AUSTIN, Texas — A week and a half after he was buried in his native San Antonio, Texas, music legend Doug Sahm was raised in spirit for two tribute shows over the weekend in the adopted city where he found his “groover’s paradise.”
“Doug inspired us all,” said country-rock veteran Joe Ely, who joined a lineup of Texas blues, country, rock and Tex-Mex musicians in celebrating Sahm’s music Friday and Saturday at a jam-packed Antone’s Nightclub.
The guitarist and singer/songwriter, who founded the Sir Douglas Quintet
in the 1960s and the Texas Tornados in the 1980s, lived the latter half
of his 58 years in Austin after paying homage to it on the 1974 album
Groover’s Paradise. Until he died of a heart attack Nov. 18, Sahm
could hook up with a blues band, sit in on a Mexican conjunto dance, book
a gig at a country bar, plug in as a rock act or, best of all, mix any
and all of his influences on a single night.
And that’s what happened at Antone’s Nightclub — where, a year earlier, Sahm recorded his final album, the Tornados’ Live From the Limo, Vol. 1.
All facets of the Austin music scene turned out to honor him, starting with the conjunto band Los Pinkys on Friday. Austin stalwarts such as Ely, rocker Charlie Sexton of the Arc Angels and bluesman Kim Wilson of the Fabulous Thunderbirds also joined the Friday tribute.
Ely recalled coming into Austin from Lubbock, with Jimmie Dale Gilmore and Butch Hancock — his bandmates in the celebrated country band the Flatlanders — in the early ’70s, and always being welcomed at Sahm’s house, which was up a hill from a cosmic cowboy club called the Soap Creek Saloon.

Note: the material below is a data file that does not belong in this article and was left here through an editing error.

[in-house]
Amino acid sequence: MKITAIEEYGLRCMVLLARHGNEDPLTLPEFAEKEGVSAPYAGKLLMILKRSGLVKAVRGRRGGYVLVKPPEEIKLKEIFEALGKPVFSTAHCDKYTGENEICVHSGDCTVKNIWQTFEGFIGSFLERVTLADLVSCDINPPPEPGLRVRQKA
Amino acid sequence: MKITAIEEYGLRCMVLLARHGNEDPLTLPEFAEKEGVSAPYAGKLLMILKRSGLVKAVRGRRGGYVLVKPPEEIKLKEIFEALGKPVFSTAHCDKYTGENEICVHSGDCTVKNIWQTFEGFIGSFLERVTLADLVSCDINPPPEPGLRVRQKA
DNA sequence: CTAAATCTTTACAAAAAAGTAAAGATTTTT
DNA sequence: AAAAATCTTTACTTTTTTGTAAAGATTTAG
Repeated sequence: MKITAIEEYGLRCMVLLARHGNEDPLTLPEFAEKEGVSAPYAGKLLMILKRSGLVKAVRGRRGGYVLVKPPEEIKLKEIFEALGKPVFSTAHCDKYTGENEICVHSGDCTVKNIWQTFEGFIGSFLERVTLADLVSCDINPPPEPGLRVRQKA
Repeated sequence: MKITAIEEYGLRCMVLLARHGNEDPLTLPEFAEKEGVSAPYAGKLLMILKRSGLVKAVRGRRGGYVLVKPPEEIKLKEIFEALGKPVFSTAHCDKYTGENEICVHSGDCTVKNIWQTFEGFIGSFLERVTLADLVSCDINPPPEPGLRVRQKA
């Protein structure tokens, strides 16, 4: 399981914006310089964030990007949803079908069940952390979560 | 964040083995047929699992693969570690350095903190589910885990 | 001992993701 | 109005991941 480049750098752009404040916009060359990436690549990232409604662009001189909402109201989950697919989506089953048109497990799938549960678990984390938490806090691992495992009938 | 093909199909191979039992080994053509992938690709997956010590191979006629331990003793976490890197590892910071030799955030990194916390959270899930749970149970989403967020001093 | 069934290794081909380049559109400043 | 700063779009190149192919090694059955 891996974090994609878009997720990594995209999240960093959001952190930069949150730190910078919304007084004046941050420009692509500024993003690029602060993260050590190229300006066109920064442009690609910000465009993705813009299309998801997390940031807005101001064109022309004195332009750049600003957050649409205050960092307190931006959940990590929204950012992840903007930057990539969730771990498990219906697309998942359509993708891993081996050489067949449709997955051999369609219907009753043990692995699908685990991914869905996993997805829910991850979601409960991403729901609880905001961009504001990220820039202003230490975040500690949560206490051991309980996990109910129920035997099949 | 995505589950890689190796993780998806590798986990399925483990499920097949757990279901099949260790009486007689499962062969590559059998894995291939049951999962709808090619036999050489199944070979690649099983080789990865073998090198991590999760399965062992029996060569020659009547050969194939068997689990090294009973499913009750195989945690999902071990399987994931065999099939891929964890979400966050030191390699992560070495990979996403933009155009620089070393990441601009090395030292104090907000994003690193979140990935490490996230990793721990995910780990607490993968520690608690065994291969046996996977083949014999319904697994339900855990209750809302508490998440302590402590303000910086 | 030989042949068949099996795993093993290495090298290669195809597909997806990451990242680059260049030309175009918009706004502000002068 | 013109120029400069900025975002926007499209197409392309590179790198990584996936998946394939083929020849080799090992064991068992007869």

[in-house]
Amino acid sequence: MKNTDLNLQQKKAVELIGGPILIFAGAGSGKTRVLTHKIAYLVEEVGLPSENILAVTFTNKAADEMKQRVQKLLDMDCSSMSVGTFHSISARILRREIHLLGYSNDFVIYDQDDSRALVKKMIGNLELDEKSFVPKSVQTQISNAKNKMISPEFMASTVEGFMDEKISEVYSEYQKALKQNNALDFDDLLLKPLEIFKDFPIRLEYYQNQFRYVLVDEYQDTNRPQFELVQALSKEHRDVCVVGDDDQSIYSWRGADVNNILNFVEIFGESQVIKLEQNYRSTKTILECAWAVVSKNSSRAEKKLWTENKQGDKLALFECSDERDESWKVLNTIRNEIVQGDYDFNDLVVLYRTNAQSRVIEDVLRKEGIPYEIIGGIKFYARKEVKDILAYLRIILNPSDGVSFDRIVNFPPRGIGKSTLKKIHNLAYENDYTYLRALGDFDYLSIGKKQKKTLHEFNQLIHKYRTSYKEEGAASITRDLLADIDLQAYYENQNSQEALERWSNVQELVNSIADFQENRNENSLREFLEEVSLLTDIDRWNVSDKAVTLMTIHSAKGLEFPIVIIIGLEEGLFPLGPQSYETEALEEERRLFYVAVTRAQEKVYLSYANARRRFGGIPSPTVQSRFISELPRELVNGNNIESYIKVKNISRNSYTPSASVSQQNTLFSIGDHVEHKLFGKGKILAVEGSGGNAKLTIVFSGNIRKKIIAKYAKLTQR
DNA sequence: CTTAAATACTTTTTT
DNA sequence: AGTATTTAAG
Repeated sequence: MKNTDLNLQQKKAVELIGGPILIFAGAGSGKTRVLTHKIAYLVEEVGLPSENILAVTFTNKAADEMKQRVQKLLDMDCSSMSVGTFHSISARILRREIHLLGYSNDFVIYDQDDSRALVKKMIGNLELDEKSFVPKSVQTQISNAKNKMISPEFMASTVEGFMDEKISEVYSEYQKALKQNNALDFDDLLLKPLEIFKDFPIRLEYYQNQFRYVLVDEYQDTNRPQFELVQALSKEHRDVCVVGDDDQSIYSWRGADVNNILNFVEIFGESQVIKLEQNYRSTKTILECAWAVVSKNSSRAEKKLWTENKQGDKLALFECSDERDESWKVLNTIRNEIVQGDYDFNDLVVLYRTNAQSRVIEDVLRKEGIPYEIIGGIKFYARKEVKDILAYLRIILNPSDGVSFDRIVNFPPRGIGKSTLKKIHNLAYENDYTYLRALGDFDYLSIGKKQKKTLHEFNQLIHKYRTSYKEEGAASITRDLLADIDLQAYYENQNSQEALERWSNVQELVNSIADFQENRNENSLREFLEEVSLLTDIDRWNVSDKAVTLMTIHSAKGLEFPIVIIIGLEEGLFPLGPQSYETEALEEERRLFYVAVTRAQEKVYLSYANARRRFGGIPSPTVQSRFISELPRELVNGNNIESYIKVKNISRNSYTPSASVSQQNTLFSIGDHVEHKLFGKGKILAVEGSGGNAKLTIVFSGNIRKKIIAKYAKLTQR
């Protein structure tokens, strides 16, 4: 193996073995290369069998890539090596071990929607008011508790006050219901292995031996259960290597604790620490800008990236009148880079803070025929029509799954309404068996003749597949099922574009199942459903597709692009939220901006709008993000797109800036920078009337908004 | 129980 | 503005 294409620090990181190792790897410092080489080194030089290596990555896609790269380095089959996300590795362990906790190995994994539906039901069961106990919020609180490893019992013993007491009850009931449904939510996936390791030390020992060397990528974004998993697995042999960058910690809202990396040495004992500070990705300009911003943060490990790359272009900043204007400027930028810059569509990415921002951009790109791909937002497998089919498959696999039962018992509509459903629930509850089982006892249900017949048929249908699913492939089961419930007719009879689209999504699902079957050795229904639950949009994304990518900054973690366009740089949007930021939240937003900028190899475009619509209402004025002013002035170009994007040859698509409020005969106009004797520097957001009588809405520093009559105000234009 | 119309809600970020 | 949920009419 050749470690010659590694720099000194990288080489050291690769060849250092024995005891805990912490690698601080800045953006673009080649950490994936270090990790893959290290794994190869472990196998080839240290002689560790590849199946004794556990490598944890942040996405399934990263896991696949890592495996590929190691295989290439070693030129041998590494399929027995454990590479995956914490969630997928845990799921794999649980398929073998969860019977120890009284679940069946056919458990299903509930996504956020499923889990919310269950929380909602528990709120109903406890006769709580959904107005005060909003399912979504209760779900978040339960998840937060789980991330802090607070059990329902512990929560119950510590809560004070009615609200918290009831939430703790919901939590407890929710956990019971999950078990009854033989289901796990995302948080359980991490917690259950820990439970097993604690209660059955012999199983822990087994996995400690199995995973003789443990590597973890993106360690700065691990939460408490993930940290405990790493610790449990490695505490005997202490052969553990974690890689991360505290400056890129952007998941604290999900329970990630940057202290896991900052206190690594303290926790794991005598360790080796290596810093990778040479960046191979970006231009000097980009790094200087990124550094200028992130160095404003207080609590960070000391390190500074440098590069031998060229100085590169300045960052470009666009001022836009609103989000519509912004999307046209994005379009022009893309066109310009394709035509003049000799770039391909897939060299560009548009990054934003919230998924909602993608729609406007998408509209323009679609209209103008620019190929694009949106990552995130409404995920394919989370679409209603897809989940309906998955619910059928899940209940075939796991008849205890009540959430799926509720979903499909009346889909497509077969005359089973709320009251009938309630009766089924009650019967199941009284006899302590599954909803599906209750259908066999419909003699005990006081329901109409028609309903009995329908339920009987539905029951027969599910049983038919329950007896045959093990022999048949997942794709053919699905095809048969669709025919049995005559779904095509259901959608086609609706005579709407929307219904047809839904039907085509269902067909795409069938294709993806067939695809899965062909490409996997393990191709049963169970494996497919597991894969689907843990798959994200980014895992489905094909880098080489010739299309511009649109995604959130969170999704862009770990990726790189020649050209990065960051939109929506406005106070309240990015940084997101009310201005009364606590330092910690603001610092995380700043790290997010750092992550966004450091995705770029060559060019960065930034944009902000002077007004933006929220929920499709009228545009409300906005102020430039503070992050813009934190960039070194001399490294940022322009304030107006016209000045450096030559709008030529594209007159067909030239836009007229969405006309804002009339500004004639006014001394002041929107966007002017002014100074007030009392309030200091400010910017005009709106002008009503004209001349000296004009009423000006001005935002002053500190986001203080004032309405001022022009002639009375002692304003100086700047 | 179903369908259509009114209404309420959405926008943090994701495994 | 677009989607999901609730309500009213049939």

On Friday, Ely, joined by longtime Johnny Cash pianist Earl Poole Ball, churned out some of the country classics Sahm loved best, including Cash’s “Folsom Prison Blues.”
Ely also joined Sahm’s organ-playing sidekick, Augie Meyers, and son Shawn
Sahm for a rousing version of the Sir Douglas Quintet’s 1965 hit “She’s About a Mover” (RealAudio excerpt) and the 1973 gem “Dealer’s Blues,” a Sahm solo track that originally featured Bob Dylan on guitar.
Blues would rule the rest of the evening, as Meyers, Wilson and Lazy Lester tore through several of the blues standards Sahm often covered, including “One Night of Sin” and “Next Time You See Me.” Sahm’s trusty West Side Horns, also from San Antonio, joined in as well. Their saxophonist, Spot Barnett, was an early mentor of Sahm’s.
On Saturday, the mood was more country, with honky-tonk acts the Texas
Mavericks (not to be confused with the more famous country-rockers the
Mavericks) and Alvin Crow. Veterans Joe “King” Carrasco, Little Joe
Hernandez and the “Tejano jazz” outfit Los Jazz Vatos played up the
Tex-Mex influence on Sahm’s music.
“Pop would have loved this,” Shawn Sahm said.
Doug’s older brother, Victor Sahm, said, “The Sahm family has been very humbled by this.”
He said the $20,000 or so raised by the tributes would go toward building a statue of Sahm on Town Lake, in downtown Austin, which already bears memorials for Stevie Ray Vaughan and Uncle Walt’s Band leader Walter Hyatt.
With or without the statue, as long as there’s a music club in town, Austin will always feel Sahm’s presence.